• A key interest is in working together and understanding more about how there might be better more integrated approaches across biodiversity and chemicals and waste communities to have and ensure cooperative action, develop responses, and the role of biodiversity through Nature-Based solutions in addressing some of the challenges faced by pollution. For example, the use of trees in urban areas to improve air quality. Then we recognized there are a number of international initiatives already underway, so we are building, not starting from scratch. There are many lessons that have been learned from the wider cooperation, synergies and agendas which are important to consider as we think about the options for strengthening biodiversity, chemicals and waste. And the most important of these is that whatever actions are taken, they are focused on strengthening the implementation and achievement of the two agendas together.
  • About the importance of national-level action, international synergies and cooperation are important, but there is also a need to work at the national level with international support, recognizing the importance of common issues and joint agendas, and importantly respecting the autonomy of the different MEAs, different parties and different mandates, and how they can be brought to work together respecting those different realities.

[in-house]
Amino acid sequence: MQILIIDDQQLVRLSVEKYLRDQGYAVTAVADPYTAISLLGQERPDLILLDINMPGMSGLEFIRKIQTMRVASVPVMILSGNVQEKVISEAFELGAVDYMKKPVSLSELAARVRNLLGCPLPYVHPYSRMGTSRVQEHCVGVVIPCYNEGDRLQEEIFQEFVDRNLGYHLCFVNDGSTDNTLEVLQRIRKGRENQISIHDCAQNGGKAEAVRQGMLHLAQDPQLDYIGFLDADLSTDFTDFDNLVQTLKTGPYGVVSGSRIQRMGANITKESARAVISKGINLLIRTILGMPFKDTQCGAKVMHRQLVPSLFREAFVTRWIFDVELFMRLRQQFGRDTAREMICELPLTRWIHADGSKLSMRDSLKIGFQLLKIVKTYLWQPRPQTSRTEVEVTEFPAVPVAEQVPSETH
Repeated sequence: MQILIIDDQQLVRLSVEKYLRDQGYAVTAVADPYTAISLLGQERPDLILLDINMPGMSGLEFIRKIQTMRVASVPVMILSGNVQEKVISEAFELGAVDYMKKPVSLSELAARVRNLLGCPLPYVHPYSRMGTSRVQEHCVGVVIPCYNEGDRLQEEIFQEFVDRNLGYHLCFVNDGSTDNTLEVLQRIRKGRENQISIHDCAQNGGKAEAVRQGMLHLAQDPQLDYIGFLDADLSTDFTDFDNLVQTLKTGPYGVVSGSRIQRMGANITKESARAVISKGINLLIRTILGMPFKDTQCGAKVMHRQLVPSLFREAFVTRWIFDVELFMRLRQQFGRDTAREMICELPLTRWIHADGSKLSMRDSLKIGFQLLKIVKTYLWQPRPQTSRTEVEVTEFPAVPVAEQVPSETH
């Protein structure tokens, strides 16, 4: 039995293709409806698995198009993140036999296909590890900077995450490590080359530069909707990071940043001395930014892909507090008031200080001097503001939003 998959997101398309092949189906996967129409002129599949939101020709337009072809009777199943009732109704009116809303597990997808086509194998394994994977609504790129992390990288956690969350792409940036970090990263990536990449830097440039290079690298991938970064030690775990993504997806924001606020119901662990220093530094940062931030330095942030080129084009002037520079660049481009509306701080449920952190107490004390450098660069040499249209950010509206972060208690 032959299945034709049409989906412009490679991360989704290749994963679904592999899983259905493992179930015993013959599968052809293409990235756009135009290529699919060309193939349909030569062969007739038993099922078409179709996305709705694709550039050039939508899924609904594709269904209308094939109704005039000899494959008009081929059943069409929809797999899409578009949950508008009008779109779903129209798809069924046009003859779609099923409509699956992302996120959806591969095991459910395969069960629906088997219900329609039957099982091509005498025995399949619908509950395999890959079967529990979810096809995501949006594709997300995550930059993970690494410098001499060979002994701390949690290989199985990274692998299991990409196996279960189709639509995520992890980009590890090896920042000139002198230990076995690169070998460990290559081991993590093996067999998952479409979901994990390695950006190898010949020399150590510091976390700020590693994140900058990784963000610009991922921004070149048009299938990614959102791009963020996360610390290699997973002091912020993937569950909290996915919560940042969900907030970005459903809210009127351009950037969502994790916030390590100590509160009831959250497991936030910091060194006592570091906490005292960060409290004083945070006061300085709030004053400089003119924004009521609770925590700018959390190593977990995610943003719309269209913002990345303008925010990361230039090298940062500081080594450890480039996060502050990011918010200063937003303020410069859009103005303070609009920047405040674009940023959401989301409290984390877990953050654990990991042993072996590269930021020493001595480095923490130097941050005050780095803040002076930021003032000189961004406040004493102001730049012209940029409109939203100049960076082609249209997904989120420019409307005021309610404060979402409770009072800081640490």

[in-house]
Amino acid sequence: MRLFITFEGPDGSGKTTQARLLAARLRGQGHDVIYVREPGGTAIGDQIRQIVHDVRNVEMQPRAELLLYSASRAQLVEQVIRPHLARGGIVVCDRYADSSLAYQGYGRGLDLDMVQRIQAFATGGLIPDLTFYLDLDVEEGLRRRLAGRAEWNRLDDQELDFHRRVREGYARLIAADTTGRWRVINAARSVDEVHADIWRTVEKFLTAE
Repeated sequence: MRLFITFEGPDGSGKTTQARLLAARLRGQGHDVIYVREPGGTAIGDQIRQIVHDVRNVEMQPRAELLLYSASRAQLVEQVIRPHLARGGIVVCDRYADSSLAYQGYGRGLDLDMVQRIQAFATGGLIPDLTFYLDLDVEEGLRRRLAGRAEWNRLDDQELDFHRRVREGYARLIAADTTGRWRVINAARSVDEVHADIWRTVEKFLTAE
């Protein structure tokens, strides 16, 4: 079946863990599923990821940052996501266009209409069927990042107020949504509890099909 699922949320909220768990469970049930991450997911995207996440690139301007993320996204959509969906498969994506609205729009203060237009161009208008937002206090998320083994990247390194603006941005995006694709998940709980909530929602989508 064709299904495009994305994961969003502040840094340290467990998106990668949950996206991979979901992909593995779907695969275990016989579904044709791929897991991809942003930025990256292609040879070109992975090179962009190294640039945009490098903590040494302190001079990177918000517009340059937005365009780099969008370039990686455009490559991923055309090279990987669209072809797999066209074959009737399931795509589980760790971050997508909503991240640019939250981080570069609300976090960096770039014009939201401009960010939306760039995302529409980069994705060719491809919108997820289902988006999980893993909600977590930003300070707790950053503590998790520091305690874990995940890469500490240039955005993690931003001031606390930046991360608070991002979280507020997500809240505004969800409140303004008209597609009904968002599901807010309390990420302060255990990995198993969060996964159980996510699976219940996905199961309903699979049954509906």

• There are four areas in which there are series of actions that came through from these various very practical discussions we had at the workshop:
  1. Strengthening implementation
  2. Working together to achieve common aims
  3. Coordinating common needs and services
  4. Utilizing key international entry points